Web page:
My Eagle Story

Do you have a strong feeling about something you read? Do you want to share your opinion or point of view?

Anna MacRae MacDonald did a fantastic research on this story. “The eagle, the Fraser child & the tragedy that never was” was published in the Spring 2020 edition of the Kyle Chronicle.

I must congratulate Anna MacRae MacDonald on her excellent piece of research regarding the eagle story, which I first told her about. This is how I came to know about it.

My aunt Cathie Munro, nee Fraser, of Inveroykel, was growing old and, like most of us in later years, started worrying about ‘leaving things in order’ before she passed away. She asked me to help her sort things out and I was more than willing to help, because there’s nothing I enjoy more than reading through old family documents. Her bureau was a treasure trove of old photos, letters, and other legal papers.

One evening I came across an envelope marked ‘The Eagle Letters’. I opened it and inside I found several black-edged envelopes. Opening each one in turn, I found letters of sympathy written to my granny, Mrs Fraser, Keeper’s house, Inveroykel.

They were all in a similar vein: “Dear Mrs Fraser, Please forgive a stranger for intruding on your terrible grief….. think not of your child snatched by the cruel eagle, lying torn and bleeding on the hillside, but safe in the arms of Jesus”.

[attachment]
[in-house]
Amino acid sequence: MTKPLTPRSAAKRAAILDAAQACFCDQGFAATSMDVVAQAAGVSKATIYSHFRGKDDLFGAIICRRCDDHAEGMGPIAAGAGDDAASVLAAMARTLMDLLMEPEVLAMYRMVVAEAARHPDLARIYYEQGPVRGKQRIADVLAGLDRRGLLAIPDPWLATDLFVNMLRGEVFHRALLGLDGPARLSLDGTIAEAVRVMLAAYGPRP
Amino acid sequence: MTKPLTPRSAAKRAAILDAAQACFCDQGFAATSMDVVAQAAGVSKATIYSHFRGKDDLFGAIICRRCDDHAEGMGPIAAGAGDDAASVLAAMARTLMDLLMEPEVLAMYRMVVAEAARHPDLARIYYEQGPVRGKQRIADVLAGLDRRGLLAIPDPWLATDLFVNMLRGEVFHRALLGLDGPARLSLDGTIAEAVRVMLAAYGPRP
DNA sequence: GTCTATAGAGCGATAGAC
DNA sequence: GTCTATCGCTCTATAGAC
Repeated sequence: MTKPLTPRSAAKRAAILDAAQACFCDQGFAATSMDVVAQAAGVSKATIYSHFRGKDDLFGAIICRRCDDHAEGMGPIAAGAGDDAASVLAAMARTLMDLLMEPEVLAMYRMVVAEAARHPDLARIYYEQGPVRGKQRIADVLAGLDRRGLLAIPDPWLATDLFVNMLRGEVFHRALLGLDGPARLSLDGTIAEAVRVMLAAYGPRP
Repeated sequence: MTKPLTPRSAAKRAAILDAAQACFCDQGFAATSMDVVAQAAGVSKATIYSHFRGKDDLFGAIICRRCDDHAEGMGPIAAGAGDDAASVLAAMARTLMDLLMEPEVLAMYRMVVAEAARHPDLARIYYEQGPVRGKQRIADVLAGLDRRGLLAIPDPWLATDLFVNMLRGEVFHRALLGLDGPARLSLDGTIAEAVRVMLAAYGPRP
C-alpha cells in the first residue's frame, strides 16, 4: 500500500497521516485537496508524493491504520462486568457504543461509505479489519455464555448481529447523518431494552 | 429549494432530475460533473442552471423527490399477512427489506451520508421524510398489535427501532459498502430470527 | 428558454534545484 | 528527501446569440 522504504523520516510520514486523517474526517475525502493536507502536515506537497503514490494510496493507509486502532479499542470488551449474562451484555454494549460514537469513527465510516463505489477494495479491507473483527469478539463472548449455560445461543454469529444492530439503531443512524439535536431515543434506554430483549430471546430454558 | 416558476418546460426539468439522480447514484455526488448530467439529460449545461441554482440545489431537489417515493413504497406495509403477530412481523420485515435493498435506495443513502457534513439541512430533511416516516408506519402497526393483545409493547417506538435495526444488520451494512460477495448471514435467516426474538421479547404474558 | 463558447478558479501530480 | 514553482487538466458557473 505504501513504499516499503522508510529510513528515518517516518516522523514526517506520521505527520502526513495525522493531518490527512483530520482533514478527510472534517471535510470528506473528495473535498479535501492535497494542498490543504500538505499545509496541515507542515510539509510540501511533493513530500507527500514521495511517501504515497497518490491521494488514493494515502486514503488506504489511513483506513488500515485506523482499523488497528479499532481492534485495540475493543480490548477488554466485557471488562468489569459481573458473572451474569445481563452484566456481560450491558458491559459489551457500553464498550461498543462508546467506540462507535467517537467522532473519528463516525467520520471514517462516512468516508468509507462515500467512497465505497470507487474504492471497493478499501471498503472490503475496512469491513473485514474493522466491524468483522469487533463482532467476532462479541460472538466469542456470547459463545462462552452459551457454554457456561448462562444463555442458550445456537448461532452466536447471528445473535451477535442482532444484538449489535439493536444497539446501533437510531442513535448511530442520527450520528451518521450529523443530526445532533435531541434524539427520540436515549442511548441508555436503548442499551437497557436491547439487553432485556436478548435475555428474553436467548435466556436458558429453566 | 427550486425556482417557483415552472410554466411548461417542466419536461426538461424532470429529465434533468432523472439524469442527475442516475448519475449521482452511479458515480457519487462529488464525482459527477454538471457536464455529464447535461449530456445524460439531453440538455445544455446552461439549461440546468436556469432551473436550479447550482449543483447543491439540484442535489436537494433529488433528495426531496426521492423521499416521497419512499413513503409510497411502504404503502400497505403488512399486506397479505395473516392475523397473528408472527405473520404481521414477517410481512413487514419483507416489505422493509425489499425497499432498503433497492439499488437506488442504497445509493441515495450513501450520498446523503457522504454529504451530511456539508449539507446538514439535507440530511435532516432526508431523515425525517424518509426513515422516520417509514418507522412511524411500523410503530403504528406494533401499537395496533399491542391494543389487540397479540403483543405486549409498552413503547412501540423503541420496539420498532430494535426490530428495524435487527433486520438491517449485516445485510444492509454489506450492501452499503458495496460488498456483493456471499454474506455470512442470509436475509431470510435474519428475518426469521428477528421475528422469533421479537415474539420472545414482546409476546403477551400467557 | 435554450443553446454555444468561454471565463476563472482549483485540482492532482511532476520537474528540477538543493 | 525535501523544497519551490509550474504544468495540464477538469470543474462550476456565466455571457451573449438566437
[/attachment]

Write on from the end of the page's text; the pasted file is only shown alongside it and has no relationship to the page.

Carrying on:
One referred to “little Ida” having been snatched by the eagle. Each writer had read the sad story in the newspapers and were moved to write to the grieving parents.

“What on earth is this about?” I asked my aunt. “Did you have another little sister we were never told about? Was she really killed by an eagle?”

“0h, that!” she said. “It was a lot of nonsense. There was no truth in the story at all.”

“But why did your mother get those letters?”

“Och, apparently there was a story in the papers further south, about an eagle which snatched a baby and killed it. Somehow or other they came to the conclusion it was our baby.”

“What baby?”

“Your mother, Frank”.

“That must have been very upsetting for granny and granda” I said.

“I suppose it was. I was only a little girl myself at the time, so I didn’t know anything about it. My mother never told me until I was grown up.”

“Did Mammy know about those letters?”

“I don’t think so. It was never mentioned. It wasn’t something they wanted to talk about.”

“What do you think your mother would have felt like, getting those letters?”

“Well”, said Auntie, “knowing how superstitious people were in those days, I think she would have been very worried that something would happen to your mam when she was a baby. She would probably have been frightened to let her out of her sight.”

“I’m glad it wasn’t true. Otherwise I wouldn’t be here to help you now!,” I said.

“Indeed, I am too”, she said. “Shall we just get rid of them now?”

“No! They are too interesting.”

Sadly, my mother, Frances Fraser, did die prematurely but at home in her bed, at the age of 51.

by Lily Byron, Rosehall


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